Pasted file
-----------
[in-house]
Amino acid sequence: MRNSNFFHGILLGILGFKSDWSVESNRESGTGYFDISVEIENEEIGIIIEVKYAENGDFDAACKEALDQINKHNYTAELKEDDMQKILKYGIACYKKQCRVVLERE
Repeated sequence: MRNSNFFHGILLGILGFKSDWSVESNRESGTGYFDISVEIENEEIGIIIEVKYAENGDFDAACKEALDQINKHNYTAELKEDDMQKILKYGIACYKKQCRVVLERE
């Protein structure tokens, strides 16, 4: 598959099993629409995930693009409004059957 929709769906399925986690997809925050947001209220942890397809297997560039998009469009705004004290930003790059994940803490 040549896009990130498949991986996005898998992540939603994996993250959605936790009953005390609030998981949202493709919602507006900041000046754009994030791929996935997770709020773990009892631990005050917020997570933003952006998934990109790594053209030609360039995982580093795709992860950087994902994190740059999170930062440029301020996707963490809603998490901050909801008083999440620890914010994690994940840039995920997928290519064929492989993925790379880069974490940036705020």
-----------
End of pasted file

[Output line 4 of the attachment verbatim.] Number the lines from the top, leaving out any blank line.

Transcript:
């Protein structure tokens, strides 16, 4: 598959099993629409995930693009409004059957 929709769906399925986690997809925050947001209220942890397809297997560039998009469009705004004290930003790059994940803490 040549896009990130498949991986996005898998992540939603994996993250959605936790009953005390609030998981949202493709919602507006900041000046754009994030791929996935997770709020773990009892631990005050917020997570933003952006998934990109790594053209030609360039995982580093795709992860950087994902994190740059999170930062440029301020996707963490809603998490901050909801008083999440620890914010994690994940840039995920997928290519064929492989993925790379880069974490940036705020």